Author: Vanessa Ngan, Staff Writer, 2003.
Dermatomyositis is a rare acquired muscle disease that is accompanied by a rash. It is one of a group of muscle diseases called inflammatory myopathies.
Dermatomyositis may affect people of any race, age or sex, although it is twice as common in women than in men. The onset of the disease is most common in those aged 50–70 years.
Factors that may play a part in its development are listed below.
Dermatomyositis is characterised by cutaneous features and myositis.
In many patients, the first sign of dermatomyositis is the presence of a symptomless, itchy or burning rash. The rash often, but not always, develops before the muscle weakness.
See more dermatomyositis images.
Muscle weakness may arise at the same time as the dermatomyositis rash, or it may occur weeks, months or years later. Proximal muscles are affected, that is, those closest to the trunk (upper arms, thighs). The first indication of myositis is when the following everyday movements become difficult.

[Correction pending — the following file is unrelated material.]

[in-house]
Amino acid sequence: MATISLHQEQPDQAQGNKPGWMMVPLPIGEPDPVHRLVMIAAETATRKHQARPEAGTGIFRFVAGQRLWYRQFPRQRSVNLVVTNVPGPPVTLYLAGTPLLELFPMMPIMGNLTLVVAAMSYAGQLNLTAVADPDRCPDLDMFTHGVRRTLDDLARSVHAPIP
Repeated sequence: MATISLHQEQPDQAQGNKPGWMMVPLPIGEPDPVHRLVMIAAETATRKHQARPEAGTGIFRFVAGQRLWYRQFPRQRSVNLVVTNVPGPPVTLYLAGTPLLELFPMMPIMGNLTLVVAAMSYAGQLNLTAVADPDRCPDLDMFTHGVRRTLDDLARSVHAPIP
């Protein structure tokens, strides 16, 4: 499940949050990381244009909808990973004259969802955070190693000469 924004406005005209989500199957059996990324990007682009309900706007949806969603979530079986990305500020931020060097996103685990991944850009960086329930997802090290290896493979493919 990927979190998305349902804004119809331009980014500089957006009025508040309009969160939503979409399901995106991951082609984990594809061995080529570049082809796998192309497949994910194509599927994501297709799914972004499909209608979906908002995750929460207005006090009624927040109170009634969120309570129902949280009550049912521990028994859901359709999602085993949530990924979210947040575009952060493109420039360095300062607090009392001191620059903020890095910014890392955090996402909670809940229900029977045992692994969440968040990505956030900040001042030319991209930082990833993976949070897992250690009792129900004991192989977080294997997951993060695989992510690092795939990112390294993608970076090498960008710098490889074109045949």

Occasionally the affected muscles ache and become tender to touch.
Calcinosis affects some people, especially children and adolescents
Some patients have swollen joints (arthritis) and Raynaud phenomenon (this term refers to fingers that go very white and stiff in cold conditions, then purple as they warm again).
The diagnosis of dermatomyositis is usually confirmed by the following tests.
In those over 60, full body examination and testing are recommended, looking for underlying cancer.
The primary aim of treatment is to control the skin disease and muscle disease. An oral corticosteroid such as prednisone in moderate to high dose is the mainstay of medical therapy and is given to slow down the rate of disease progression. Immunosuppressive or cytotoxic drugs may also be used including methotrexate, azathioprine, cyclophosphamide, ciclosporin, mycophenolate, high dose intravenous immunoglobulin and experimentally, biologics such as rituximab. Other important measures in the management of dermatomyositis include:
Most patients will require treatment throughout their lifetime, but dermatomyositis completely resolves in about one-in-five patients. Patients who have a disease affecting their heart or lungs, or who also have underlying cancer, do less well and may ultimately die from their disease.
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